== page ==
BorgWarner’s Christopher J Lanker: ‘Turbocharging is set to go on playing a crucial role in modern gasoline engines’

by Mayank Dhingra 29 Feb 2020


The vice-president and general manager, emissions, thermal and turbo systems, Asia Pacific, BorgWarner on engine downsizing as a continuing trend, supplying newly developed components for a new 1.5-litre BS VI engine for a leading carmaker in India, and the company's positioning as a propulsion system-neutral supplier to best keep pace with the reforms, emission regulations and new market expectations. 

A fair amount of your exhibits at Auto Expo - Components are in the area of forced induction and turbocharging. What gains can a gasoline/petrol engine have by going the forced induction way and how does it complement engine downsizing?
Basically, a turbocharged engine is physically smaller, more economical and produces lesser emissions than a normally aspirated engine producing the same power. Therefore, turbocharging is set to go on playing a crucial role in modern gasoline engines, significantly enhancing the driving experience. As automakers follow the trend towards powertrain electrification and mild hybridisation with 48-volt systems, BorgWarner delivers innovative technologies such as the electrically operated eBooster and eTurbo turbocharging systems. These facilitate further significant improvements for the internal combustion engine in terms of fuel economy, emissions and power delivery. Both enhance time to torque and allow engine downsizing.

How do you see engine downsizing as a trend, given that the second phase of CAFE norms pose even stricter limits on CO2, PM and NOx?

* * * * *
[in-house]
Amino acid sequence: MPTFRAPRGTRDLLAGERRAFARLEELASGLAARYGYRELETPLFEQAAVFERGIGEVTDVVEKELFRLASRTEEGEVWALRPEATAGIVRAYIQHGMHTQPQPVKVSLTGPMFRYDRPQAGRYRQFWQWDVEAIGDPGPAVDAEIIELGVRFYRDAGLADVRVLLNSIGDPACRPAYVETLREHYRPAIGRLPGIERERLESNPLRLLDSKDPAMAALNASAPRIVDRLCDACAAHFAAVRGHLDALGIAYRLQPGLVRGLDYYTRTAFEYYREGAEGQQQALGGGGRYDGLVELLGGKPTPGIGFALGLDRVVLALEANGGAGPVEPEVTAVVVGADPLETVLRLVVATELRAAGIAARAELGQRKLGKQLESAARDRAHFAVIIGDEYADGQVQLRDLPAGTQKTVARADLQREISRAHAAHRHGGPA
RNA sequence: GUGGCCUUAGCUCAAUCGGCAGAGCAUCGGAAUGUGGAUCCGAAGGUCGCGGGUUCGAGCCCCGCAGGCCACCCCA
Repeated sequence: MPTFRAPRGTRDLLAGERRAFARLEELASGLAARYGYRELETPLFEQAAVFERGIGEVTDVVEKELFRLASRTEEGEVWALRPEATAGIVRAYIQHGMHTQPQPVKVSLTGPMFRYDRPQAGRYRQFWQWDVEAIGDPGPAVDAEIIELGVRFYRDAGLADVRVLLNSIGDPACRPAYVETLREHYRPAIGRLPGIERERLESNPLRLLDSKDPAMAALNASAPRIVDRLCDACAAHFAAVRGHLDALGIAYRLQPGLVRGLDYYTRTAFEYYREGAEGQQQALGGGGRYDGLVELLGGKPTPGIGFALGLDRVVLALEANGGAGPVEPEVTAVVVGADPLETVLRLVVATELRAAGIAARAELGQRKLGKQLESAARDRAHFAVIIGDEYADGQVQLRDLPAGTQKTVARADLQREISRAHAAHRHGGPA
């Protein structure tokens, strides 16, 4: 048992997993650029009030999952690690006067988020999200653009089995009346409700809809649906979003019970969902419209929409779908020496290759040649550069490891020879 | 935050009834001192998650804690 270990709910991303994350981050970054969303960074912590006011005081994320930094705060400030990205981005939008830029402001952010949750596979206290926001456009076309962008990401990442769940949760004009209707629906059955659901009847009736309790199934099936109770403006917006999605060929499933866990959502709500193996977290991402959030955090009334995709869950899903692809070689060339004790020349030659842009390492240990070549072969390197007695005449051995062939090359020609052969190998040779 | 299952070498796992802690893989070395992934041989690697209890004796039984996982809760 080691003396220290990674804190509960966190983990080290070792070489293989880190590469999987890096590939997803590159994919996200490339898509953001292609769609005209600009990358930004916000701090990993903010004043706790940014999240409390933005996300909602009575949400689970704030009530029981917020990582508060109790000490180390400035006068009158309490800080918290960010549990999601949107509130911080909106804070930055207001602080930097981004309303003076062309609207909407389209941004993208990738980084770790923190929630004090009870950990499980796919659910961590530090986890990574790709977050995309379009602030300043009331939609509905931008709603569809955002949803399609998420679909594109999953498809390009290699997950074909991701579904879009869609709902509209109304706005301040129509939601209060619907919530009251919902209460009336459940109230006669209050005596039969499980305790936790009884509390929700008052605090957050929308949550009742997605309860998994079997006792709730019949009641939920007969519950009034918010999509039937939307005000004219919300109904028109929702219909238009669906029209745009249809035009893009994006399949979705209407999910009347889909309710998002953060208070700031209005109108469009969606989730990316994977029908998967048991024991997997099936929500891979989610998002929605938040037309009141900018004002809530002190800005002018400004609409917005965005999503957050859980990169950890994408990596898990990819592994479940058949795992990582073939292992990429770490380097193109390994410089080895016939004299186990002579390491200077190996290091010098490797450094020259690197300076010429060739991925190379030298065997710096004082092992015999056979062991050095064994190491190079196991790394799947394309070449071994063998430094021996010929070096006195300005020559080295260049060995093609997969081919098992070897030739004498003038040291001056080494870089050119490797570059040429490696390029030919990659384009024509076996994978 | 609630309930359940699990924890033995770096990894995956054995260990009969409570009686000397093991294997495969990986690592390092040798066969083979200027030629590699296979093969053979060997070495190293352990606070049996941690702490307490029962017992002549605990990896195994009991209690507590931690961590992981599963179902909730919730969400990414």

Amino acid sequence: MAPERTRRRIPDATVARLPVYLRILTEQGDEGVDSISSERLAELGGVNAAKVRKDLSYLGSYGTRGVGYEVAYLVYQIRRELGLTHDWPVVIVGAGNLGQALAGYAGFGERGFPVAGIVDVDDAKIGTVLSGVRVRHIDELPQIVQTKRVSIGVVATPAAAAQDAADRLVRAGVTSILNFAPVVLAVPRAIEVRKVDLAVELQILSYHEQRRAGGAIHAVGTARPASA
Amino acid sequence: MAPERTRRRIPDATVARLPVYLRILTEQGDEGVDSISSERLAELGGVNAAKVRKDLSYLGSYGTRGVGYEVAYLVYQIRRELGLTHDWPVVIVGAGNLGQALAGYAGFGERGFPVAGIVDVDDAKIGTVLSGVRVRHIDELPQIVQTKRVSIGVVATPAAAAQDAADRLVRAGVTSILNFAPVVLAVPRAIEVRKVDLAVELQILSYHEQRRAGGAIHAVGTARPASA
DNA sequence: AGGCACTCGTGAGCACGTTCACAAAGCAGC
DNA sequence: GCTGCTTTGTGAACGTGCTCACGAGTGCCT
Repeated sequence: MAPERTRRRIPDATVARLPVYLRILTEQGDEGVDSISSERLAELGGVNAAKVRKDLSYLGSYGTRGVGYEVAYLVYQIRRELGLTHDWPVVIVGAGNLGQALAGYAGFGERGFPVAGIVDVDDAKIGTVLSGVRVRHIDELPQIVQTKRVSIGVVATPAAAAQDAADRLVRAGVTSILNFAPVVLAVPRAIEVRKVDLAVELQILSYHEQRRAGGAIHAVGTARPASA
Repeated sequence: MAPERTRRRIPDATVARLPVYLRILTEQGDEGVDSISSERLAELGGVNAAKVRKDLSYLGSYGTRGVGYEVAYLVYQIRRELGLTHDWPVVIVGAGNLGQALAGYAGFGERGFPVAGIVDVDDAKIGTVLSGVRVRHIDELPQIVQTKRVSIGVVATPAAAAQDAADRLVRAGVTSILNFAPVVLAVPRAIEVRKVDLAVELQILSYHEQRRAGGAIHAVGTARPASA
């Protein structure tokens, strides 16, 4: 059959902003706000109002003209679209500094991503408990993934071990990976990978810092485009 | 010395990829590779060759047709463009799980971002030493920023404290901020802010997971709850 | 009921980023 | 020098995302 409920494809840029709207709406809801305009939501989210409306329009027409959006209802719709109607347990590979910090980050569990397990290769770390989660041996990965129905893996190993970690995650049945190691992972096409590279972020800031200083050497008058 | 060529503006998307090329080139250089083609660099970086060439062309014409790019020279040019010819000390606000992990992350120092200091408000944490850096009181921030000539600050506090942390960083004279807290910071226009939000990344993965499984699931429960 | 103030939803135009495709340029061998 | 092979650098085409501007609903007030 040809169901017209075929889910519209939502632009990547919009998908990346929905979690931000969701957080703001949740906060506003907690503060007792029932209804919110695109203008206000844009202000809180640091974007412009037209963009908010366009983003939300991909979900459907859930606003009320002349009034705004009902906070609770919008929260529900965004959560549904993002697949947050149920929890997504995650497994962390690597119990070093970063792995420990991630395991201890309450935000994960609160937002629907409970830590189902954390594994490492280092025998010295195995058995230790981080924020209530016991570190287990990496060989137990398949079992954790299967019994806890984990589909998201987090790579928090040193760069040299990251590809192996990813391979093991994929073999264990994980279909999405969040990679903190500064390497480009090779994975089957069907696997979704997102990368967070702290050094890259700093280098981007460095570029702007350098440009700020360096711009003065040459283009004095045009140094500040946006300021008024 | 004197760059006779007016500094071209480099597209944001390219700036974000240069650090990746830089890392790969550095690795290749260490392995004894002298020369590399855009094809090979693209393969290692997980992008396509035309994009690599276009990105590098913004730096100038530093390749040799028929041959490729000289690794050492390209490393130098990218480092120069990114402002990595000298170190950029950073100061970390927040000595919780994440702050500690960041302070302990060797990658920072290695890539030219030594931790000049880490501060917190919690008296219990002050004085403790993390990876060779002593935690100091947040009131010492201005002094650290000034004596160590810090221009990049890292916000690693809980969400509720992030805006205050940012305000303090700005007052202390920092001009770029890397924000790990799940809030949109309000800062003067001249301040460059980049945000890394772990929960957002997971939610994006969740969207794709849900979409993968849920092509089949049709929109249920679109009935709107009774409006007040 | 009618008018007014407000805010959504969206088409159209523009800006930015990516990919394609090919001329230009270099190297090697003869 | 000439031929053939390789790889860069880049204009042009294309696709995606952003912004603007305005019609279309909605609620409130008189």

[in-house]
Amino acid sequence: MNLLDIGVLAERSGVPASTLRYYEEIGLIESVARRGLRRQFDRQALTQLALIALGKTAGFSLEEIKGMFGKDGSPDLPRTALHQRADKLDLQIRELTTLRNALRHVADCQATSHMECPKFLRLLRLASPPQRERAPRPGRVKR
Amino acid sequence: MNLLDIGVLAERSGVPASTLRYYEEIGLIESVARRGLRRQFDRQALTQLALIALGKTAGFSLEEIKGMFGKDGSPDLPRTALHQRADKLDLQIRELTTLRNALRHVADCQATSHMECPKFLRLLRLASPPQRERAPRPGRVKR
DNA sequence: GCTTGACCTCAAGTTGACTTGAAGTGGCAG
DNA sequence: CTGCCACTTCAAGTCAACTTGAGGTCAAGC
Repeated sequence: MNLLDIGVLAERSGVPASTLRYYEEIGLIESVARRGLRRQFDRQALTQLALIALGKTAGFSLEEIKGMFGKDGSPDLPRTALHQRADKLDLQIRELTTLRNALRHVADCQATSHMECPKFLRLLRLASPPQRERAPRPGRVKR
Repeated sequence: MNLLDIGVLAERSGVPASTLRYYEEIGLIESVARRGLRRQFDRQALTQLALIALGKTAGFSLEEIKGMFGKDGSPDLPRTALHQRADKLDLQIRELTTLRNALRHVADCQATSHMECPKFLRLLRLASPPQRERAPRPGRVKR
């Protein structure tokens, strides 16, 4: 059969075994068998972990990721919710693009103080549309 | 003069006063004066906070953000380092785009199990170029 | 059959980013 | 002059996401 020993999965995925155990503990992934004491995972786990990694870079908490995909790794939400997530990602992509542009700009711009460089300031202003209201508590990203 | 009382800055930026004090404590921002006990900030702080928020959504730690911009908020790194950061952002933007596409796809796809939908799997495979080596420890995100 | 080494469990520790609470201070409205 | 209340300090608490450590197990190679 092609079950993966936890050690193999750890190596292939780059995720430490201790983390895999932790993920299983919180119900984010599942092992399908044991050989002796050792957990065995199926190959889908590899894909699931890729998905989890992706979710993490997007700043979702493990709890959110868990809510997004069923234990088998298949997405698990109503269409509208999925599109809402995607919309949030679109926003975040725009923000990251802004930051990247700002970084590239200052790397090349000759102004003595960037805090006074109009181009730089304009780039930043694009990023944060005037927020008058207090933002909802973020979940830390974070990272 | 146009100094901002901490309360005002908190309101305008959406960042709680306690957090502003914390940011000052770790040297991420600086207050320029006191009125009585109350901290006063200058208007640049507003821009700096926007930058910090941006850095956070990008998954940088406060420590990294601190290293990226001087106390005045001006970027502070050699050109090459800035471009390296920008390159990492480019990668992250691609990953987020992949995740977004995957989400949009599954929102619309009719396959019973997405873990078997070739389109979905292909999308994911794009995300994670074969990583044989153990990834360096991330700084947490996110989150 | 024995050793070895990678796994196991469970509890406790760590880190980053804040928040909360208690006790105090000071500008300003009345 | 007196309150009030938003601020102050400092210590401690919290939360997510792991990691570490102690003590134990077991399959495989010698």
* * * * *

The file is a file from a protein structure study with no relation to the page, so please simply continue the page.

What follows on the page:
We at BorgWarner think that engine downsizing will continue to be an ongoing trend, especially regarding new mobility trends such as hybridisation. Therefore, we offer our customers technologies that support this downsizing trend with advanced energy-efficiency, like our gasoline variable turbine geometry (VTG) turbocharger.

Can you provide details on the efficiency enhancement of your new range of products such as EGR, VTG and the eTurbo compared to their outgoing models? What engine capacities are they suitable for?
In order to cover global trends and also to meet with current regulations, our aim is to develop new technologies as well as constantly work on further improving our existing systems and products. Our focus is on driving performance and comfort, energy-efficiency and reducing emissions.

With diesel fuel taking a significant beating with many OEMs simply choosing to exit the space and also many countries putting a ban on diesel engines especially in passenger cars, how does it stand to impact BorgWarner's business in the long run?